Irritable Bowel Syndrome - IBS - and psychotherapy
Written by listed counsellor/psychotherapist: Gavin Williams, Psychoanalytic Psychtherapist, M.A., MPhil.
30th January, 20110 Comments
I am investigating as to why IBS - Irritable Bowel Syndrome - can be so enduring throughout a persons life. What may be the trigger points that start the uncomfortable bodily experience? Why do some people suffer from nerves and anxiety more than others? When does it seem to be most irritating? And why does it seem to be uncontrollable for some people?
My investigations so far suggest that it is important to check for sufficient roughage in diet. Perhaps to ask the GP for a CT scan of stomach area to check for any physical problems.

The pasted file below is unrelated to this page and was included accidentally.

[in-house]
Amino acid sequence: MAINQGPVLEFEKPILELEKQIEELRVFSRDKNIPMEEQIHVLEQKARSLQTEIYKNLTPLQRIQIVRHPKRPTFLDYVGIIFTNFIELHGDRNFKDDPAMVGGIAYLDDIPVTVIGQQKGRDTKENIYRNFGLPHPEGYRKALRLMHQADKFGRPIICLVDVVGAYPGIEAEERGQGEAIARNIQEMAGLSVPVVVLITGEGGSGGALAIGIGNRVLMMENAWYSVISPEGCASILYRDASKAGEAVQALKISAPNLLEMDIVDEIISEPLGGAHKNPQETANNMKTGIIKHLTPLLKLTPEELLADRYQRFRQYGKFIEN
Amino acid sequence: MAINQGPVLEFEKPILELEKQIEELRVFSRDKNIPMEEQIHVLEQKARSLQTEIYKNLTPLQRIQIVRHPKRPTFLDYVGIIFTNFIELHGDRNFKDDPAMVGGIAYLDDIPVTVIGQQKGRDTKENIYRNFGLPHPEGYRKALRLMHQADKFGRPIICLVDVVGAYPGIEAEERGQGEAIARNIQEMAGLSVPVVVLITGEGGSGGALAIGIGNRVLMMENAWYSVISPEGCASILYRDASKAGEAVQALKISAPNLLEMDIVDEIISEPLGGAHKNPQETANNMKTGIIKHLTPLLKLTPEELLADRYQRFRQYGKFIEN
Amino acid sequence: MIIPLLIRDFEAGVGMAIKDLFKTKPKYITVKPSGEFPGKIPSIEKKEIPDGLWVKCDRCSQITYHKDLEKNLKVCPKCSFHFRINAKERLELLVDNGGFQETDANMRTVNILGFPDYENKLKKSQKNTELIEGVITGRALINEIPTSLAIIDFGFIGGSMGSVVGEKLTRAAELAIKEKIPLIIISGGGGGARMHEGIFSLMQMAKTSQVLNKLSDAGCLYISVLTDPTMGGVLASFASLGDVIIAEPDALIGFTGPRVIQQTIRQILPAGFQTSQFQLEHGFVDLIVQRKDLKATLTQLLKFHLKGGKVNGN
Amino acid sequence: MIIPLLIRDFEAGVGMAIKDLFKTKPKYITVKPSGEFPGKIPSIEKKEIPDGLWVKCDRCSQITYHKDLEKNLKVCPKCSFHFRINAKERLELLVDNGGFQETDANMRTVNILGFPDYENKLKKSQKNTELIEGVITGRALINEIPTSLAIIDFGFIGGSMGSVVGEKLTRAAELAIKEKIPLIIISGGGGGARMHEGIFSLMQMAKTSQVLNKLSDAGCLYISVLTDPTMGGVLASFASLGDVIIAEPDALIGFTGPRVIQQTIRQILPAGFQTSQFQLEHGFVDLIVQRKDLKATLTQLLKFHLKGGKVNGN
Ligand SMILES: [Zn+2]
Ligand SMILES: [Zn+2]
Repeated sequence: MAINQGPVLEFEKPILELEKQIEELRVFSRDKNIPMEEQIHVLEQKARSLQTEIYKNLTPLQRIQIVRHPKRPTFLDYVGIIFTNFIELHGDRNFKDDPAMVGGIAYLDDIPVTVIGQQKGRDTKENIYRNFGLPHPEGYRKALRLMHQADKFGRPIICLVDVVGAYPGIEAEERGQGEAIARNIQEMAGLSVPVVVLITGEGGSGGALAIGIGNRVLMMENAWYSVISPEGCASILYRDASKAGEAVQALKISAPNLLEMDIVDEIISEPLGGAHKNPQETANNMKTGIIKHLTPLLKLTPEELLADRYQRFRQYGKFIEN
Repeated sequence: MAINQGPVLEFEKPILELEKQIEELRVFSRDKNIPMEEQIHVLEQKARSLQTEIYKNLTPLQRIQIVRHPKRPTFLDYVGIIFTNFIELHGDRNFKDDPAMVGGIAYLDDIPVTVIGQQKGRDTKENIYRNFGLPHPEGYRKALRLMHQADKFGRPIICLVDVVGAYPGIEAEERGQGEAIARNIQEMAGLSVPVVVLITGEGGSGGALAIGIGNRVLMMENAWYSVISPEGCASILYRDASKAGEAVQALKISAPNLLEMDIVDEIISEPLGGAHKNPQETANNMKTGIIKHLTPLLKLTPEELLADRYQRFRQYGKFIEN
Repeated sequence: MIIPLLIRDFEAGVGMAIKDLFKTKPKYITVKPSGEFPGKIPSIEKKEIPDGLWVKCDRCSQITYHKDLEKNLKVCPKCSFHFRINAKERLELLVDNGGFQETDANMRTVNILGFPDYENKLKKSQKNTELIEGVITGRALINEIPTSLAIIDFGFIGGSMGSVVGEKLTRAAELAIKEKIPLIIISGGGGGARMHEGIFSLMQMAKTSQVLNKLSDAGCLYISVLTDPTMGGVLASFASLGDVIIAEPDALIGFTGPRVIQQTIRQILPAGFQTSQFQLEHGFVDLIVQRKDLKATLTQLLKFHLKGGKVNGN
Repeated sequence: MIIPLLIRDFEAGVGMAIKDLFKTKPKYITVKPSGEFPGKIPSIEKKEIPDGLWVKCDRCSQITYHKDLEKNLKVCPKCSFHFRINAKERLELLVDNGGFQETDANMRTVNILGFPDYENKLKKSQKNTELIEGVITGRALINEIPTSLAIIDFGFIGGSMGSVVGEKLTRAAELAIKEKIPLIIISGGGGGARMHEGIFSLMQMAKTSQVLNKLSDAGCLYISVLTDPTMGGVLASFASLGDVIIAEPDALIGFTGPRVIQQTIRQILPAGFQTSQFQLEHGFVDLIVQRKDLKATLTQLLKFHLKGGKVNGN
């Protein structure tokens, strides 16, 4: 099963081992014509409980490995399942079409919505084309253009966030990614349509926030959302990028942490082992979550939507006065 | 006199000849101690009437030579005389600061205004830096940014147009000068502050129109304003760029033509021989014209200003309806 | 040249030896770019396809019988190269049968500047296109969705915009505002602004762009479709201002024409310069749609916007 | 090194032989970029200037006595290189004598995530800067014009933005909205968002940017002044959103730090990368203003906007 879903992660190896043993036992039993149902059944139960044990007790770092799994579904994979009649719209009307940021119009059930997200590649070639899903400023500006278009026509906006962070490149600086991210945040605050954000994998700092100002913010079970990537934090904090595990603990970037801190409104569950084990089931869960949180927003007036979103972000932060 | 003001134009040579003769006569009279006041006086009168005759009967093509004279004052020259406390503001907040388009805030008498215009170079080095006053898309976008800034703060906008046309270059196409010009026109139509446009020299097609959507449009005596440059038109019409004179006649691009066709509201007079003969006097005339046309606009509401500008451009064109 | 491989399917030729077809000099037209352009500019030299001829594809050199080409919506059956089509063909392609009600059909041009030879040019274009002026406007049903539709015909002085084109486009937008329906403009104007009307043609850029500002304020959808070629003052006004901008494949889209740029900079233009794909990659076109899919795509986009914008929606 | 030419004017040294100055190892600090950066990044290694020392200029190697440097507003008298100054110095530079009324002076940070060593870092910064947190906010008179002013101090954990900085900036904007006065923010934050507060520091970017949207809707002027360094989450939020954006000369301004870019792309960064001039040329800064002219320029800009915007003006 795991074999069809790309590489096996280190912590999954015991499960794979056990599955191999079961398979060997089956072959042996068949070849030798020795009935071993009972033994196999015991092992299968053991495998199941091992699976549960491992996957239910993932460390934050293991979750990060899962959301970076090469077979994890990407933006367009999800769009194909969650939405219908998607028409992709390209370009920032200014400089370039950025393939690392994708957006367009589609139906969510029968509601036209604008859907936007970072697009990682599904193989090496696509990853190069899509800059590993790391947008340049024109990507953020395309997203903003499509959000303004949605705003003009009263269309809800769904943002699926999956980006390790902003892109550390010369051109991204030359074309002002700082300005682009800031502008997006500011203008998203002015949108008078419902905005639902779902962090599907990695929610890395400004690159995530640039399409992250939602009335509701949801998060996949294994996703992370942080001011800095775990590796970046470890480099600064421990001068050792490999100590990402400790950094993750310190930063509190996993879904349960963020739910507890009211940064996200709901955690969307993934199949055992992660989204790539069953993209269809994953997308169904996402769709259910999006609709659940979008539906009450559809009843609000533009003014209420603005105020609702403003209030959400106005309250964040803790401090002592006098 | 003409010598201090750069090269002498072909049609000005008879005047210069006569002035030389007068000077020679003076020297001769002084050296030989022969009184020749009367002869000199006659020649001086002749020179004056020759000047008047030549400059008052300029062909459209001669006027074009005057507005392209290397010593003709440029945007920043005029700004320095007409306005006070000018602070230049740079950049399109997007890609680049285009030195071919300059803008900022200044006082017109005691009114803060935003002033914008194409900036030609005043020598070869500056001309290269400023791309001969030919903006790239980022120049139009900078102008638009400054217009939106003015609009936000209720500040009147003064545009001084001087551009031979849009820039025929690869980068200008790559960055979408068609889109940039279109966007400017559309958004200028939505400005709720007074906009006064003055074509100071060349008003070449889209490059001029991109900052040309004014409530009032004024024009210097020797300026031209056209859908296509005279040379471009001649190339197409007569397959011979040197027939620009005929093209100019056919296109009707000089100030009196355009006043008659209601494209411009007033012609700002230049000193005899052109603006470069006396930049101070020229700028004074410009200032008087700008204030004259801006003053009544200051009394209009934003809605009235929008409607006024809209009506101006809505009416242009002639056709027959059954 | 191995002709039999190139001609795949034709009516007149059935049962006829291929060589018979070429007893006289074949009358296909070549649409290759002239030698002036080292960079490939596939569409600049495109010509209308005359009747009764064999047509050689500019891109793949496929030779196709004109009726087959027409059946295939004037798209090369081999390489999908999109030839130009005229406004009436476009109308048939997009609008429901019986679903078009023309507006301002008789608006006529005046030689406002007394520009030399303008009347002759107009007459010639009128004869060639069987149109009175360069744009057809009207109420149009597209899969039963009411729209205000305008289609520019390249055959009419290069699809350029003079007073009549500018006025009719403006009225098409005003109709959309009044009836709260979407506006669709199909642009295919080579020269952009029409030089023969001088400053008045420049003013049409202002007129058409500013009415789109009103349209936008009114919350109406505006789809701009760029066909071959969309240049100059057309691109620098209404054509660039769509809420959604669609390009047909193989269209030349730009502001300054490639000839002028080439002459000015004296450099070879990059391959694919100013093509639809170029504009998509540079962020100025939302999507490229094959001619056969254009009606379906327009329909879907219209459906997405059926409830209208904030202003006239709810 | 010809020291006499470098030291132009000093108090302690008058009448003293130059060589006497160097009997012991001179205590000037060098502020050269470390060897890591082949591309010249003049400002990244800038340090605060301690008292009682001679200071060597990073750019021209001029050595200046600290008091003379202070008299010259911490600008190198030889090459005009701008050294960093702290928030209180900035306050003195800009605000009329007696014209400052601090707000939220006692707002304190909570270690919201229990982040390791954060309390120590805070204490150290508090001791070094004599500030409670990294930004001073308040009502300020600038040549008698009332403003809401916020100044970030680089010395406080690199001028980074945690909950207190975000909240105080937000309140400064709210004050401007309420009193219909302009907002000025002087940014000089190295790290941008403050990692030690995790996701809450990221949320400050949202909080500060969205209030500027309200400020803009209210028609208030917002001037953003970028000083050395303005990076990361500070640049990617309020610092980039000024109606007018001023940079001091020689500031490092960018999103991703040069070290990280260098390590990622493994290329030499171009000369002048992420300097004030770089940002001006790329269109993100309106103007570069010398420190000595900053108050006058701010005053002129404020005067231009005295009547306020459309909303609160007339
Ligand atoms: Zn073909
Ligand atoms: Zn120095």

Emotionally, IBS can be seen as a psychosomatic conversion of anxiety. Perhaps the source of the irritation can be understood as something that has not been concluded, i.e., an argument that festers, is brooded upon, like a prevailing mood.
I believe that psychotherapy sessions may offer one way of exploring where the root causes for IBS may occur. Through a new way of thinking and experiencing, the person may position themselves in the world differently, and experience relationships differently, so the person can alter how they convert and manage anxiety better.
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